Definitions for predicateˈprɛd ɪˌkeɪt; -kɪt
This page provides all possible meanings and translations of the word predicate
Random House Webster's College Dictionary
pred•i•cateˈprɛd ɪˌkeɪt; -kɪt(v.; adj., n.; adj.; n.)-cat•ed, -cat•ing
(v.t.)to proclaim; declare; affirm; assert.
Logic. to affirm or assert (something) of the subject of a proposition. to make (a term) the predicate of such a proposition.
to connote; imply:
Their apology predicates a new attitude.
to found or derive (a statement, action, etc.); base (usu. fol. by on):
to predicate one's behavior on faith in humanity.
(v.i.)to make an affirmation or assertion.
belonging to or used in the predicate of a sentence.
(n.)a syntactic unit that functions as one of the two main constituents of a sentence, the other being the subject, and that consists of a verb and any words governed by the verb or modifying it, as objects, complements, or adverbs, the whole often expressing the action performed by or the state attributed to the subject, as is here in
The package is here.
Logic. that which is affirmed or denied concerning the subject of a proposition.
Origin of predicate:
1400–50; late ME (< MF predicat) < ML praedicātum, n. use of neut. of L praedicātus, ptp. of praedicāre to declare publicly, assert =prae-pre - +dicāre to show, indicate , make known; cf. preach
(logic) what is predicated of the subject of a proposition; the second term in a proposition is predicated of the first term by means of the copula
"`Socrates is a man' predicates manhood of Socrates"
predicate, verb phrase(verb)
one of the two main constituents of a sentence; the predicate contains the verb and its complements
make the (grammatical) predicate in a proposition
"The predicate `dog' is predicated of the subject `Fido' in the sentence `Fido is a dog'"
affirm or declare as an attribute or quality of
"The speech predicated the fitness of the candidate to be President"
involve as a necessary condition of consequence; as in logic
"solving the problem is predicated on understanding it well"
to assert to belong to something; to affirm (one thing of another); as, to predicate whiteness of snow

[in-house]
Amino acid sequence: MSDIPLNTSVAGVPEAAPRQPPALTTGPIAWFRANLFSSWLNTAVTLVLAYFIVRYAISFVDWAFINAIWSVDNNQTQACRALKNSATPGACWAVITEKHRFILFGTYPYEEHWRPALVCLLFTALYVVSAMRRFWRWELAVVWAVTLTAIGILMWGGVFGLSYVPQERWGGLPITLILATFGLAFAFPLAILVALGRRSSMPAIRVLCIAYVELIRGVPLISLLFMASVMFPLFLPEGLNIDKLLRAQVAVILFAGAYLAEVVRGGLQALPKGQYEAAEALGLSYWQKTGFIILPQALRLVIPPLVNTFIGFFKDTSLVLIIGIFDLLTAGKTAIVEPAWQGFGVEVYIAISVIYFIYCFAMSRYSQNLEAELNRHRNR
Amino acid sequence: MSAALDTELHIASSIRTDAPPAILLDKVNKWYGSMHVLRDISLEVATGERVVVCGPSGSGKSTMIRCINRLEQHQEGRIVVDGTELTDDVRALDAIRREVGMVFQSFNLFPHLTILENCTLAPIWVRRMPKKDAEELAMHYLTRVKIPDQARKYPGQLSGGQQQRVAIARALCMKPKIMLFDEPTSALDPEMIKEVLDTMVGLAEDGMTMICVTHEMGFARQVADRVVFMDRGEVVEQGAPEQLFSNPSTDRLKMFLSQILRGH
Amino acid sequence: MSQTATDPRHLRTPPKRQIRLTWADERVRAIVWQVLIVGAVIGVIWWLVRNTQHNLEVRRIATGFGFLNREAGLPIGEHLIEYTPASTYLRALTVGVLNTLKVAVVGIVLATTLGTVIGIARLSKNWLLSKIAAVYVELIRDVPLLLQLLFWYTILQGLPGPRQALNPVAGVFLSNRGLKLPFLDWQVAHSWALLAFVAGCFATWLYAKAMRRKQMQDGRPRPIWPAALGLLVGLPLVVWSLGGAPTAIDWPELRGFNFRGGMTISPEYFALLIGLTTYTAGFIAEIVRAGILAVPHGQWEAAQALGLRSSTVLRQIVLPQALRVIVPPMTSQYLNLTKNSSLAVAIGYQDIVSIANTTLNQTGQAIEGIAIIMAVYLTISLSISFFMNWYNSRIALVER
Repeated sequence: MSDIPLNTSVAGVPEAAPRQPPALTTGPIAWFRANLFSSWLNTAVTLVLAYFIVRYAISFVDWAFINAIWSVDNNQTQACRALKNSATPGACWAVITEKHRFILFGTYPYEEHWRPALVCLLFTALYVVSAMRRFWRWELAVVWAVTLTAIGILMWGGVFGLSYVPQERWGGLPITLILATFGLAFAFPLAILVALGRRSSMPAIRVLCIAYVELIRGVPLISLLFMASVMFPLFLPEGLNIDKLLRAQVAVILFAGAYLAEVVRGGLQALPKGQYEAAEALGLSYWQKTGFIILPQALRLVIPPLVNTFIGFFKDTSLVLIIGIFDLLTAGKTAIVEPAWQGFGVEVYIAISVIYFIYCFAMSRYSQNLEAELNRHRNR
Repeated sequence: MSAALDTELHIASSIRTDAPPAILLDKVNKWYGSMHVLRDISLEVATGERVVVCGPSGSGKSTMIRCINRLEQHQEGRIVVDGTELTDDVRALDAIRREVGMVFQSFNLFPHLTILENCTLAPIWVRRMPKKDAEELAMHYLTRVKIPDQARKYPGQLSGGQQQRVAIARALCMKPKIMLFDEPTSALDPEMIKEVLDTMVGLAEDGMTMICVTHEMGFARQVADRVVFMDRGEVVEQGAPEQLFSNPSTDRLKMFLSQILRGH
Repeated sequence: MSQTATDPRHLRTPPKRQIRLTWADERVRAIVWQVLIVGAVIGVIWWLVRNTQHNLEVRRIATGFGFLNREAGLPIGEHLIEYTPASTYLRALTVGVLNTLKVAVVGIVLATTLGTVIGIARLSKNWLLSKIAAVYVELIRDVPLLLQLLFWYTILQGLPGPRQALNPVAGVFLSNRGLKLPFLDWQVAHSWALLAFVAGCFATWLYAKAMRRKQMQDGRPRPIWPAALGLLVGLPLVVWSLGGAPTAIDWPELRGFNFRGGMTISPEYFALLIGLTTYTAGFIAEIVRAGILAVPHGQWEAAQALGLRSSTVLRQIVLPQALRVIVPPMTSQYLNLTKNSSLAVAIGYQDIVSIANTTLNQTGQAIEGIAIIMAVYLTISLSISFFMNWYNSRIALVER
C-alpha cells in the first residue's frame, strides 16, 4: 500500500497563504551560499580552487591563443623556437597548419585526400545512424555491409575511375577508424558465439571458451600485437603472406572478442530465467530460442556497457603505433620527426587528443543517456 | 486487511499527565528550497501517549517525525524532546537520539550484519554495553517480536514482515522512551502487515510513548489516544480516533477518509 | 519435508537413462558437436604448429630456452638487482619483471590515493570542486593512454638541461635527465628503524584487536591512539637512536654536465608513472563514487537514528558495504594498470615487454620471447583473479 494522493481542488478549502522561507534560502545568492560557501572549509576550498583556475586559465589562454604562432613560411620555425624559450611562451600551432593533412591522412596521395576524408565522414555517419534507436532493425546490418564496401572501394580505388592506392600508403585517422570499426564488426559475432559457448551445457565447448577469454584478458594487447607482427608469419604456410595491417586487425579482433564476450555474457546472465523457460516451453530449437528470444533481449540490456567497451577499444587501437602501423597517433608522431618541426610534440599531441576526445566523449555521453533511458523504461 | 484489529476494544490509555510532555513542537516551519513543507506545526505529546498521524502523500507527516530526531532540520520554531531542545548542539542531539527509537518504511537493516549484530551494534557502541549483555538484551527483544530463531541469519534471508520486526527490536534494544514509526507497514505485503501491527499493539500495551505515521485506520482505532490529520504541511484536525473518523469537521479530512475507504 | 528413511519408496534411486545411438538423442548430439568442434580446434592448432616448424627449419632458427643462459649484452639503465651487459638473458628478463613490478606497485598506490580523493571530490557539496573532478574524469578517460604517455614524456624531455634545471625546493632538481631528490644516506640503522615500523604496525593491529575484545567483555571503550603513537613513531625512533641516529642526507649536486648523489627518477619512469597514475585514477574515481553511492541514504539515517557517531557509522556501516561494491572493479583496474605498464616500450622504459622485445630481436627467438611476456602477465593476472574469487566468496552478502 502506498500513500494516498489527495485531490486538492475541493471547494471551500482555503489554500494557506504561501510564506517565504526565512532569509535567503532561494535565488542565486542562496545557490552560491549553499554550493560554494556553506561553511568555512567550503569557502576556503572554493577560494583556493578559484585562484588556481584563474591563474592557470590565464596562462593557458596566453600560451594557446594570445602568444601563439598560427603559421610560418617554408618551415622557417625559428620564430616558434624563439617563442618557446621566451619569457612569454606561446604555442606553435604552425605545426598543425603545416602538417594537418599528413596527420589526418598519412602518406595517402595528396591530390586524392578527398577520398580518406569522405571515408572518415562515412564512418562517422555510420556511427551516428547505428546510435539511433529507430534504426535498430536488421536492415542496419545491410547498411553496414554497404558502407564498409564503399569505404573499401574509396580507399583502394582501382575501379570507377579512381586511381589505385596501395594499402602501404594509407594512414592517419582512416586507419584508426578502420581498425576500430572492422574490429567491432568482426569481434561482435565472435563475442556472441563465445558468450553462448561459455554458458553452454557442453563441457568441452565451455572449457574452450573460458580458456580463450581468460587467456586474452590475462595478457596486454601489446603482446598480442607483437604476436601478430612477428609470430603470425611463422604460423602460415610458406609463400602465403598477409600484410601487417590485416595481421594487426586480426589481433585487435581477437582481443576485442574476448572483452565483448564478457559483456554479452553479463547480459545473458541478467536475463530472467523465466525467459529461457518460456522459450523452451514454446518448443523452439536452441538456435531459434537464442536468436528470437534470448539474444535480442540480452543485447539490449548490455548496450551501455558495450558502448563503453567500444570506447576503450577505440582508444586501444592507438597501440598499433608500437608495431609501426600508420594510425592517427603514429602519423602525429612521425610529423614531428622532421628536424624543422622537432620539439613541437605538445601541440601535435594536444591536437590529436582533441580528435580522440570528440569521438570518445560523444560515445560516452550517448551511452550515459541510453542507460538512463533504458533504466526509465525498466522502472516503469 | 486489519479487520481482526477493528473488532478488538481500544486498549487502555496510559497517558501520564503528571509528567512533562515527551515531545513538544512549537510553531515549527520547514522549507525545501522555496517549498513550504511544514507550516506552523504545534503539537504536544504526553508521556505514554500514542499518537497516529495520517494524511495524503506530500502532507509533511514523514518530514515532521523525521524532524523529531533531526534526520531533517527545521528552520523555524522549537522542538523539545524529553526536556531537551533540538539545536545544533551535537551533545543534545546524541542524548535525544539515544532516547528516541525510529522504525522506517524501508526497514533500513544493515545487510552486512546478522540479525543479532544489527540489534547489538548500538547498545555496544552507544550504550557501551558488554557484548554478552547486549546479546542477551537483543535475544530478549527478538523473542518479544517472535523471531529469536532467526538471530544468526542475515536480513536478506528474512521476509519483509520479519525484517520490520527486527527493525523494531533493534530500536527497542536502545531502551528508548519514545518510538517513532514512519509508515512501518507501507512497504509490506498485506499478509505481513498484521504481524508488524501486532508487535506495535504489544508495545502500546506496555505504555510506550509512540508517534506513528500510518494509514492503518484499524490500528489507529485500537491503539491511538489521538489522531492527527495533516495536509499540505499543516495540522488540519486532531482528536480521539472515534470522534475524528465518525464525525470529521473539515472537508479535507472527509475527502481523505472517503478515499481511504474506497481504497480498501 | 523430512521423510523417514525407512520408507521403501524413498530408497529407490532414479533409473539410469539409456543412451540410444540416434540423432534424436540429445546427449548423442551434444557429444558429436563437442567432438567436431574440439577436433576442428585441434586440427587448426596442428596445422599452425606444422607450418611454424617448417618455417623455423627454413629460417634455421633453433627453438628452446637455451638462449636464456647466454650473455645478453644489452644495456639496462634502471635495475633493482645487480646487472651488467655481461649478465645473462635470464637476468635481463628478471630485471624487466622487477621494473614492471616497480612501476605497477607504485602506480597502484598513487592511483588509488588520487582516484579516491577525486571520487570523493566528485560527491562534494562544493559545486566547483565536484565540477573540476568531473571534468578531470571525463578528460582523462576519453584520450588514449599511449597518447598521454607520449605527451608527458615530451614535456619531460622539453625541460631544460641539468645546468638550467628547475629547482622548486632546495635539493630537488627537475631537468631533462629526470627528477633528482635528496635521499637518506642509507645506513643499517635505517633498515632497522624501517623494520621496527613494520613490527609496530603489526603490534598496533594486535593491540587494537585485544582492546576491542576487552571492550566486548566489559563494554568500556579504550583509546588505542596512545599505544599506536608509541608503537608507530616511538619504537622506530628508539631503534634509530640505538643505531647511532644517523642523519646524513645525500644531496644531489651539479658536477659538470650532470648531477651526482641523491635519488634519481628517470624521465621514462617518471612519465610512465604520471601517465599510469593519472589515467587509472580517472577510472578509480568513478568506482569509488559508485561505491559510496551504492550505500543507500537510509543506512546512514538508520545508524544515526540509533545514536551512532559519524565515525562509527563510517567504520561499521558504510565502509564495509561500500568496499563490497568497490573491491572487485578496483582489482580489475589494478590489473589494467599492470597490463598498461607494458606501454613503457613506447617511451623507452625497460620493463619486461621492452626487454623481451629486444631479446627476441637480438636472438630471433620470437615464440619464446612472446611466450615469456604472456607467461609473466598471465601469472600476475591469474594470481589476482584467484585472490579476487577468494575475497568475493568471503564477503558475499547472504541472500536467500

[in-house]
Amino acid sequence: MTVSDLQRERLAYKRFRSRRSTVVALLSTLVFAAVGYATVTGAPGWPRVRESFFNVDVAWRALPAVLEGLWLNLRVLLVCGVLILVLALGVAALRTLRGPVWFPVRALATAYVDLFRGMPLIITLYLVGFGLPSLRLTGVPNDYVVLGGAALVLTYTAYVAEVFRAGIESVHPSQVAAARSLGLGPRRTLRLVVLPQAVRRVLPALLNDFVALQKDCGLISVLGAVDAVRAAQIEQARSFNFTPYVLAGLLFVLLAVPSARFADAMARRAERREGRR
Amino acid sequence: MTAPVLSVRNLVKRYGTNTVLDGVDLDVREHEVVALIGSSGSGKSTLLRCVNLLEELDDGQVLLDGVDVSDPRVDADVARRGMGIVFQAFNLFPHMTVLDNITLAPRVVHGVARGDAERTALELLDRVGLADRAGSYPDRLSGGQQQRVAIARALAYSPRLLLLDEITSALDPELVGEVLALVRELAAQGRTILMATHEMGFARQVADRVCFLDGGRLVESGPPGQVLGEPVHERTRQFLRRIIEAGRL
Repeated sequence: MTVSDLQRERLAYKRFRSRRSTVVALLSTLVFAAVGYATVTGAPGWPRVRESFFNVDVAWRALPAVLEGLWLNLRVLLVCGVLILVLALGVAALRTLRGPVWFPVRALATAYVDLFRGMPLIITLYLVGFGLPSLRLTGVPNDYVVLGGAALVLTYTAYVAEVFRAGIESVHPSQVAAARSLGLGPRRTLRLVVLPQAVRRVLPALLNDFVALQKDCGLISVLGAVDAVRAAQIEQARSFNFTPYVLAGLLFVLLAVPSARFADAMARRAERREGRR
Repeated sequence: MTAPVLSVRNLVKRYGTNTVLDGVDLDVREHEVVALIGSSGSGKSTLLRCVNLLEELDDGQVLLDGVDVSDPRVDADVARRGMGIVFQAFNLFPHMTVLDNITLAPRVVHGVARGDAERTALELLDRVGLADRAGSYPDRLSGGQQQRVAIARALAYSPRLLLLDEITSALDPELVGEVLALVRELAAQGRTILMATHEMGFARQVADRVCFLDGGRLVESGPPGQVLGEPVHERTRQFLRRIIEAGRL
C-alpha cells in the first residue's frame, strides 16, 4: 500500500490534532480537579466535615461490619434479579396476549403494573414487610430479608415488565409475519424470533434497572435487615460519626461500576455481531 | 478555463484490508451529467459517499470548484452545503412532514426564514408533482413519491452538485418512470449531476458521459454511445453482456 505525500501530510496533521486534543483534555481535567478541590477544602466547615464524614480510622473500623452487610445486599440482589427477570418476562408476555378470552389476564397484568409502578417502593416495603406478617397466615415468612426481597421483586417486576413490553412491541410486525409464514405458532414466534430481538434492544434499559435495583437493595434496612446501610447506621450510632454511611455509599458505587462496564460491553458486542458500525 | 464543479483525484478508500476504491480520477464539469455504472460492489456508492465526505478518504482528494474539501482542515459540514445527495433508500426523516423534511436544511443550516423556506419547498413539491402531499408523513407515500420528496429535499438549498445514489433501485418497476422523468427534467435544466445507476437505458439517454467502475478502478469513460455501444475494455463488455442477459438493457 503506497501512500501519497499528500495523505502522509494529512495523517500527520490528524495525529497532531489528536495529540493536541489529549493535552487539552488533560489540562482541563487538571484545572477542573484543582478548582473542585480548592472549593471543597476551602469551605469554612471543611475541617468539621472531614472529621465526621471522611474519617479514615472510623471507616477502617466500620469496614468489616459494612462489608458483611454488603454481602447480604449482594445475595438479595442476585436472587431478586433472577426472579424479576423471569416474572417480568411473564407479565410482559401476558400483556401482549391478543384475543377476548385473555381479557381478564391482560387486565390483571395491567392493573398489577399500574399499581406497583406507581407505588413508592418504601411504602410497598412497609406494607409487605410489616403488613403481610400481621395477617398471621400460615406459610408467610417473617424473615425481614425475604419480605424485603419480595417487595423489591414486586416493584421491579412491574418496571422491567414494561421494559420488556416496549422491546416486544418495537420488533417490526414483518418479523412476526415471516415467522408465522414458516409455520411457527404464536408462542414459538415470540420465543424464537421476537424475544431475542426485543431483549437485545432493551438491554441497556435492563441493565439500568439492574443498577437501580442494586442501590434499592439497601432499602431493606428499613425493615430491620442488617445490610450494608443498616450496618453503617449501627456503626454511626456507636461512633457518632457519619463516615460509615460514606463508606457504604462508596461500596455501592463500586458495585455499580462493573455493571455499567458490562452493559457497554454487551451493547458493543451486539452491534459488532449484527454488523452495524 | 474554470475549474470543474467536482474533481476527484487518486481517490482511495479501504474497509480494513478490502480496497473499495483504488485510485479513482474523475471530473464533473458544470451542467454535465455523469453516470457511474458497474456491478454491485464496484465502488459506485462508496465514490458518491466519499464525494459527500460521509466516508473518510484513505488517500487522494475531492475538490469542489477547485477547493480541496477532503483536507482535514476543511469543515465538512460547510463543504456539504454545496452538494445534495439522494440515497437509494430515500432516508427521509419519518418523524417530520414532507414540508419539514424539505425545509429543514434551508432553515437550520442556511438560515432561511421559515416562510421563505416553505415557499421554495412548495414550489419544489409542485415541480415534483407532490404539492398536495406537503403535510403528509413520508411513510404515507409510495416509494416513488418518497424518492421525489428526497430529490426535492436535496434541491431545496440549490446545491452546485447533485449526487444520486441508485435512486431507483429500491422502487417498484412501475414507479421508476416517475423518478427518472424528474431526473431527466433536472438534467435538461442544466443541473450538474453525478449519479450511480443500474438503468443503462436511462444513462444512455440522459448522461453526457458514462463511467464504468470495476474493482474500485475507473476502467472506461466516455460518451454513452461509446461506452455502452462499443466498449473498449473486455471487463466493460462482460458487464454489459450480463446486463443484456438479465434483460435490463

to found; to base
to affirm something of another thing; to make an affirmation
that which is affirmed or denied of the subject. In these propositions, "Paper is white," "Ink is not white," whiteness is the predicate affirmed of paper and denied of ink
the word or words in a proposition which express what is affirmed of the subject
There are two competing notions of the predicate in theories of grammar. Traditional grammar tends to view a predicate as one of two main parts of a sentence, the other part being the subject. The purpose of the predicate is to modify the subject. The other understanding of predicates is inspired from work in predicate calculus and is prominent in modern theories of syntax and grammar. On this approach, the predicate of a sentence corresponds mainly to the main verb and any auxiliaries that accompany the main verb, whereby the arguments of that predicate are outside of the predicate. The competition between these two concepts has generated confusion concerning the use of the term predicate in theories of grammar. This article considers both of these notions.
Translations for predicate
Kernerman English Multilingual Dictionary
what is said about the subject of a sentence
We; The president of the republic
- خَبر المُبتَدأArabic
- predicadoPortuguese (BR)
- die SatzaussageGerman
- κατηγόρημα (γραμμ.)Greek
- umsögn, umsagnarliðurIcelandic
- tarinys, predikatasLithuanian
- verbal, predikatNorwegian
- 謂語Chinese (Trad.)
- присудок, предикатUkrainian
- مسند، خبرUrdu
- khẳng địnhVietnamese
- 谓语Chinese (Simp.)
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